“Your what now?” says Mary-Katherine, who is making ramen dinner in the kitchen/living area.

“My earblugs! I can hear the family in the wall!”

“Why don’t you just have an orgy with them?” screams back Mary-Katherine. “You do with everyone else!”

Cut to Eleanor’s bedroom, where she’s straddling a groggy, half-naked bartender.

“We’ve got time for a quickie before I have to shower and go to work,” she purrs as she fiddles with what could either be a mole or his third nipple.

The bartender stares up at her blankly, stupidly, as if she is a ceiling tile.

“Did you hear me?” says Eleanor. “I said wake up and fuck me before my babysitting job.”

At his leisure the bartender removes the earplugs one by one from his ear sockets.

“Hm?” he says. “Are you talking?”

“Jesus Christ,” says Eleanor, and jumps up to borrow a condom from one of her roommates.

THE CLINCHER:

Eleanor’s Truth (see E. 6) turns out to be scabies.

Fairy porn for neurotic geniuses

Tonight my sister-in-law JT sent me a link to Elizabeth Gilbert’s TED talk on creativity, and when I got done cyber-stalking an author I’m jealous of and then messing around on Facebook, I gave it a listen. Gilbert proposes that instead of thinking of  ourselves as island artists who are solely responsible for our work, we should envision creative spirits who flit in and out, periodically inspiring us. Maybe true genius isn’t interior, but exterior. In ancient Greece, when a daemon visited a writer in the night, he took some of the heat off the writer’s sensitive ego. Whether the finished product turned out brilliant or embarrassing, the writer himself was only an accessory to the creative act. To quote Liz Gilbert, your original work is accomplished not by you alone, but also by “the divine cockeyed genius assigned to your case.”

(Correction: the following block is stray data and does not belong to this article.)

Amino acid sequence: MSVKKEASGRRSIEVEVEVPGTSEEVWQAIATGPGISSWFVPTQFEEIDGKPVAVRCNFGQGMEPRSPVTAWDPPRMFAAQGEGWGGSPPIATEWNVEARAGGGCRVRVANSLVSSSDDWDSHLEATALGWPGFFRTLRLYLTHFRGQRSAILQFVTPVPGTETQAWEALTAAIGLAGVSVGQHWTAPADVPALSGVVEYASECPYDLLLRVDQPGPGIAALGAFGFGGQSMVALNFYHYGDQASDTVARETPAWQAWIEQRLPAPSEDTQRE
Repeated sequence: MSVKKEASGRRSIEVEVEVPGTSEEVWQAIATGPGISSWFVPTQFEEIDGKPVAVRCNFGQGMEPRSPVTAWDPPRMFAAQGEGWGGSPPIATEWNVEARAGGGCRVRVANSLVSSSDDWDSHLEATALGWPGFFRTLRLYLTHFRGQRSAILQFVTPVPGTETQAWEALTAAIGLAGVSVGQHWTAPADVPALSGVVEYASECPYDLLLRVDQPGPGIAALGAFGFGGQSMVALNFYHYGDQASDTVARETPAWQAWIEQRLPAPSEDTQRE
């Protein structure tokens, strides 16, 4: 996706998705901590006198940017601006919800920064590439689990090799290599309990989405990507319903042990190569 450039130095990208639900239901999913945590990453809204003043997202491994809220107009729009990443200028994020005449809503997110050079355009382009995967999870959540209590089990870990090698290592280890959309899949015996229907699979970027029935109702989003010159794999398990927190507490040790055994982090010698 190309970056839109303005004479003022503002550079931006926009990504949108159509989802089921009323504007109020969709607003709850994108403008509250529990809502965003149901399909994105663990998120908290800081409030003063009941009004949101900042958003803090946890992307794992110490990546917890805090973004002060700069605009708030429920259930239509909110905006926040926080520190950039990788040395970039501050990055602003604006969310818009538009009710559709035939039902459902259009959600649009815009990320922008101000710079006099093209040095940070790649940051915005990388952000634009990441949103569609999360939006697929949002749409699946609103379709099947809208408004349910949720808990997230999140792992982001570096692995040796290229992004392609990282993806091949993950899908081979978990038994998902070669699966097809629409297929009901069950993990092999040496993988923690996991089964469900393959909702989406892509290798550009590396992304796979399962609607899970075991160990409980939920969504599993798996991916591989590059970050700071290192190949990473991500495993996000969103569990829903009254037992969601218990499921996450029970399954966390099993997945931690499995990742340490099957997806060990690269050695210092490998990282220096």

Because I just finished Betsy Lerner’s book The Forest for the Trees: An Editor’s Advice to Writers, the emotional fragility of the average artist has been on my mind. The more neurotic I feel and the more erratic my sense of self-worth, the more I want to rebel against these stereotypical character traits. In Lerner’s book (which I loved, by the way), authors are delicate creatures who frequently need to be coddled and reassured. But according to Gilbert, if we could just reconceptualize our creative bursts of energy as generous fairies who fly in and out of our windows to feed us clever lines and plot points, we wouldn’t be such unrelenting egomaniacs. Sounds good to me!

Although my fairies are stupider and have a weaker vocabulary than most peoples’, I am still hopeful that I can bribe them with the spare change I keep next to my computer. But where do my fairies get their ideas? Maybe there’s another whole tier of fairies, higher-up fairies, who hate my fairies because they’re ugly and dumb, and so the dominant fairies stopped talking to them in middle school and refuse to share any of the hot brainstorms going around. So with or without fairies, I am basically screwed. If the devil stopped whispering in my ear every five minutes, I’d be completely out of the writing game.